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Prophesee's event-based vision wins Vision Award

Prophesee has won this year’s Vision Award for its neuromorphic processor. The prize, presented at Vision Stuttgart today, recognises innovation in machine vision.

Prophesee is making great strides with its event-based sensing, which operates differently to frame-based approaches.

Martin Wäny of the judging panel called event-based vision a 'new paradigm' in imaging technology, one that's been worked on for 20 years, but is now coming to fruition through the efforts of Prophesee.

At the show, the firm announced that Lucid Vision Labs was the latest camera manufacturer to develop an event-based camera based on Prophesee’s Metavision sensor. Lucid joins Imago and Century Arks as machine vision camera suppliers offering this technology.

In addition, a few weeks ago, Sony released VGA and HD event-based sensors using Prophesee’s technology, which will open up neuromorphic imaging still further. The Sony sensors have a pixel pitch of 4.86μm.

Event-based sensors record changes in the scene, rather than capturing the entire scene frame by frame as with traditional approaches. They asynchronously detect luminance changes for each pixel and output the changed data. This is combined with information on pixel position (xy coordinates) and time, thereby enabling high-speed, low latency data output.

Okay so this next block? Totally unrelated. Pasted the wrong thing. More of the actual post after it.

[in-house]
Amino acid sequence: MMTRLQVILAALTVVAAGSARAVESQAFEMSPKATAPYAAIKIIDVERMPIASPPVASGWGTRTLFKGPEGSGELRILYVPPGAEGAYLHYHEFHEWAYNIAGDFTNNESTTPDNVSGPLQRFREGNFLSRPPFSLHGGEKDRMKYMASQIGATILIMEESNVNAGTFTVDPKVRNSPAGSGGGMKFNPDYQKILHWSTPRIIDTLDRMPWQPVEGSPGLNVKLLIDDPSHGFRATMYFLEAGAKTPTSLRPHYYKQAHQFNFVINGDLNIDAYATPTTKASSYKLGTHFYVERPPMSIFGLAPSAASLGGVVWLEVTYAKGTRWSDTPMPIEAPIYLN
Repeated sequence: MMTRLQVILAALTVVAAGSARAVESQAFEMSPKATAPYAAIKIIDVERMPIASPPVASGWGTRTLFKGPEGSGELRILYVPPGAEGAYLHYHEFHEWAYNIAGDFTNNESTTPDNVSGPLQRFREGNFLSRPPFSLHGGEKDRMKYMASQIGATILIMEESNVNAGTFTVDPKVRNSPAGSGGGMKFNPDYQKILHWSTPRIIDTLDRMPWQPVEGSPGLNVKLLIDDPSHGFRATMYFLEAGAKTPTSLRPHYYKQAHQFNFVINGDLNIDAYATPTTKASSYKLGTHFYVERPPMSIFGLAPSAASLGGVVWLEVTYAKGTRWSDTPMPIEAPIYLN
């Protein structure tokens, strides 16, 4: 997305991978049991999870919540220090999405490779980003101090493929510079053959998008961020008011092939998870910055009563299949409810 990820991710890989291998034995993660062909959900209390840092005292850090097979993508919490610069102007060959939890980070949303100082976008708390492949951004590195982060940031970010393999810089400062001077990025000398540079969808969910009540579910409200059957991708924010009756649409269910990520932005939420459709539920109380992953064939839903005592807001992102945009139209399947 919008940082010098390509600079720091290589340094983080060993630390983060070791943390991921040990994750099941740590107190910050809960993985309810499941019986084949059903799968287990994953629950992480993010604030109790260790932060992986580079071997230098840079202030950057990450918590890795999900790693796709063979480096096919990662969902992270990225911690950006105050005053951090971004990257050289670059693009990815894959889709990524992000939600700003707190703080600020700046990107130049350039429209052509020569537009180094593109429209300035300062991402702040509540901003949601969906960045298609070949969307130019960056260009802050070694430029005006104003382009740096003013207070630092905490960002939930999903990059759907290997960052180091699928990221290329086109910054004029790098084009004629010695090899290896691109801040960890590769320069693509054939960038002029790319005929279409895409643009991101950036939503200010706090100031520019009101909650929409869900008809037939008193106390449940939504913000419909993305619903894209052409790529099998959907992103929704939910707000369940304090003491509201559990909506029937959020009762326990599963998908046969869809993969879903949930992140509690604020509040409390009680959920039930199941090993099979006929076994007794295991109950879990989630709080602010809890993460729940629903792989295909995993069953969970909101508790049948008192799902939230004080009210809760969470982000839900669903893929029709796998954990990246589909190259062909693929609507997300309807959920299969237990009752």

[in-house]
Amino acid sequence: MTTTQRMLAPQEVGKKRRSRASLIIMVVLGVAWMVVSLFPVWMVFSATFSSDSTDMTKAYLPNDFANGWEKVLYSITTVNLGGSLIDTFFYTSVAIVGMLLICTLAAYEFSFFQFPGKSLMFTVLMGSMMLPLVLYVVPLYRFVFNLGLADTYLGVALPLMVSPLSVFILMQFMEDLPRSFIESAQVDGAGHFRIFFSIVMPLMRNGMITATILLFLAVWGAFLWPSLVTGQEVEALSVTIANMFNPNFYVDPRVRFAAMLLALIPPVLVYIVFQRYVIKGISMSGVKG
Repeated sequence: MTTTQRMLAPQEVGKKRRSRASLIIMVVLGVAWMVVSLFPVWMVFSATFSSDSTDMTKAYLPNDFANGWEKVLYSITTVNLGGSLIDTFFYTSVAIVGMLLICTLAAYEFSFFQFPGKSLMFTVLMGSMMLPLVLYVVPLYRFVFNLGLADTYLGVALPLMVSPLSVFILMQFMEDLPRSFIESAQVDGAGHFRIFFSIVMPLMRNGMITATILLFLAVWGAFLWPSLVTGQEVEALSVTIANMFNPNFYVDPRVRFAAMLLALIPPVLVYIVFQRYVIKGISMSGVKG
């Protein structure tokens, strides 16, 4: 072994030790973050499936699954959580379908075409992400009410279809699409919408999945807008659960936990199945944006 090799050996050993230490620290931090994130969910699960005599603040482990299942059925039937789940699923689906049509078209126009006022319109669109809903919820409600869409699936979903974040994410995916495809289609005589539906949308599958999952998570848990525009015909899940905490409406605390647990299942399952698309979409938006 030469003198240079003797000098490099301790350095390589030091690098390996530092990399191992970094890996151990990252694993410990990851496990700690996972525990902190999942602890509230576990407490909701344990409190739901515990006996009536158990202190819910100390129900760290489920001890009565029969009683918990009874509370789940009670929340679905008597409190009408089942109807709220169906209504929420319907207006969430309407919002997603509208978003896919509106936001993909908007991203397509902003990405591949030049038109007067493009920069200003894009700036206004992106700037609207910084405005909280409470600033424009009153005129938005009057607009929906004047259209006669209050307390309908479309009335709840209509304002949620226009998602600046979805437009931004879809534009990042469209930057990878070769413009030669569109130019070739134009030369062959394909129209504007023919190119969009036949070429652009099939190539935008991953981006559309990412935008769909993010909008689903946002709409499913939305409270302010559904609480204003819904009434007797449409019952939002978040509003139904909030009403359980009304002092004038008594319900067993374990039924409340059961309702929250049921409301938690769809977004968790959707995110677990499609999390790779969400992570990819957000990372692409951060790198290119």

Neuromorphic sensors capture up to 1,000 times fewer data than a conventional sensor, while achieving a higher equivalent temporal resolution of 10,000 fps.

Luca Verre, Prophesee’s CEO, explained during the award session that the firm’s first success was using its sensor in a medical trial for the partial recovery of visual function in a blind patient.

Imaging and Machine Vision Europe sponsors the €3,000 award, and Warren Clark, our publishing director, gave his congratulations to Prophesee remotely during a session presenting the four companies shortlisted for the award.

The Austrian Institute of Technology, HD Vision Systems and Zeiss were shortlisted by the judges from a total of 44 submissions.


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